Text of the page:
Boeing says an electric panel’s failure, which then caused a fire in the surrounding insulating material, was behind the emergency landing Tuesday of one of its new 787 Dreamliner aircraft. The company said it is continuing to inspect the area surrounding the panel and that process will take several days.
Boeing is “determining the appropriate steps required to return the rest of the flight test fleet to flying status,” according to a statement. The company, the second largest commercial plane maker after EADS’ Airbus, on Wednesday halted test flights of the 787 Dreamliner after the electrical fire forced an emergency landing in Texas.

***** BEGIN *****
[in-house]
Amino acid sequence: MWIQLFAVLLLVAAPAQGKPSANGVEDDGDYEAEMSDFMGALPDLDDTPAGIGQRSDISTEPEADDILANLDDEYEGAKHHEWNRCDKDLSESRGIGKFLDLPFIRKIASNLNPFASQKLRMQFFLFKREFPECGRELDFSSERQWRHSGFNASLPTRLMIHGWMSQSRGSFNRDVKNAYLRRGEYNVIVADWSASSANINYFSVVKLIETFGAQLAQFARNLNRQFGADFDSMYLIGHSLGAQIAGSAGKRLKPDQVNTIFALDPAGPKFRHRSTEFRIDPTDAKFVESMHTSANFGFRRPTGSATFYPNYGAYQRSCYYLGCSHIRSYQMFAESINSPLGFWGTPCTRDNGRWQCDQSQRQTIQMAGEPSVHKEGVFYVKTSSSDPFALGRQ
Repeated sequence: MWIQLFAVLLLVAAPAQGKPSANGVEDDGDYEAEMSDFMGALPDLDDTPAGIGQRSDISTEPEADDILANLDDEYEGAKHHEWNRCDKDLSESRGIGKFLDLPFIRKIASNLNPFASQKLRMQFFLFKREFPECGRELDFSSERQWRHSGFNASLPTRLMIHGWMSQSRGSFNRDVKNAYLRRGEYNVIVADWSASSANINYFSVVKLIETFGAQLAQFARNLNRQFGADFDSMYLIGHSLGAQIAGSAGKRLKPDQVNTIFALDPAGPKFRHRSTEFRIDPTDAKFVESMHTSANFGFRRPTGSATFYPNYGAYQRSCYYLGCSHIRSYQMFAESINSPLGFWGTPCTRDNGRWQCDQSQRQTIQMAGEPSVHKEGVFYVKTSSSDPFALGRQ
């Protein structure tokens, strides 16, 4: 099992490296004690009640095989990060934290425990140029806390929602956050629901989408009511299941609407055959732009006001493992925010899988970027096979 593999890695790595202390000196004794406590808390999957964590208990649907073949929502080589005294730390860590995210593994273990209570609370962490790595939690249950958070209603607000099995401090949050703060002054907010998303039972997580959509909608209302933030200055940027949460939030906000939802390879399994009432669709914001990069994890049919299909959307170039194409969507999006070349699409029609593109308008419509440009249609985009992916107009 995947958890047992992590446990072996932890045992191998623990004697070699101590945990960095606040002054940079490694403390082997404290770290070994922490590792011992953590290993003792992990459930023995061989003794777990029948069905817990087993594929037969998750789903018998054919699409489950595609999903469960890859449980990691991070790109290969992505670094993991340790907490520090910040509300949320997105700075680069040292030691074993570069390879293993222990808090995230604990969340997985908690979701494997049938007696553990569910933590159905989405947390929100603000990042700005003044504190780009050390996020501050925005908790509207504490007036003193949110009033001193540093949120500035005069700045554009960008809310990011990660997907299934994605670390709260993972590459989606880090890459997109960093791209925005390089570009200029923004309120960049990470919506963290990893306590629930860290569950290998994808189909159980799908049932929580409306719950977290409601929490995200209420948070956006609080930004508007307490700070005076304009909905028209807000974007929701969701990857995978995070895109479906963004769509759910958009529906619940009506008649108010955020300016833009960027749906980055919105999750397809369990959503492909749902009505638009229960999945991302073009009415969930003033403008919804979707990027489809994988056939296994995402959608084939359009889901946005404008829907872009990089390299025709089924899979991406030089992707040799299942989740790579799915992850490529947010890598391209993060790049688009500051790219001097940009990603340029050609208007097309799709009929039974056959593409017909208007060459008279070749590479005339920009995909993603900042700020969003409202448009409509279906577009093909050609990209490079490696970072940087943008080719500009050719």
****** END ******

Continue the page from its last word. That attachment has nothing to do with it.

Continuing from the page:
Meanwhile, Boeing says it has lost eight orders for 787 Dreamliners this week but gained eight after the transfer of orders from one customer to another, leaving the order book for 787s basically unchanged. Boeing had said on Sunday Kuwait-based leasing company ALAFCO had shifted orders for the eight Dreamliners to Saudi Arabian Airlines.
Boeing has about 850 Dreamliner orders from more than 50 customers on its books. The light-weight, carbon-composite Dreamliner is more than three years behind its original schedule due to problems with the supply chain and labour.
Boeing said it also took three orders for 737 narrow-bodies from an unidentified customer or customers. The company is seeing a rebound in orders and has taken orders for a net total of 483 commercial airplanes so far this year, compared with 263 in all of 2009.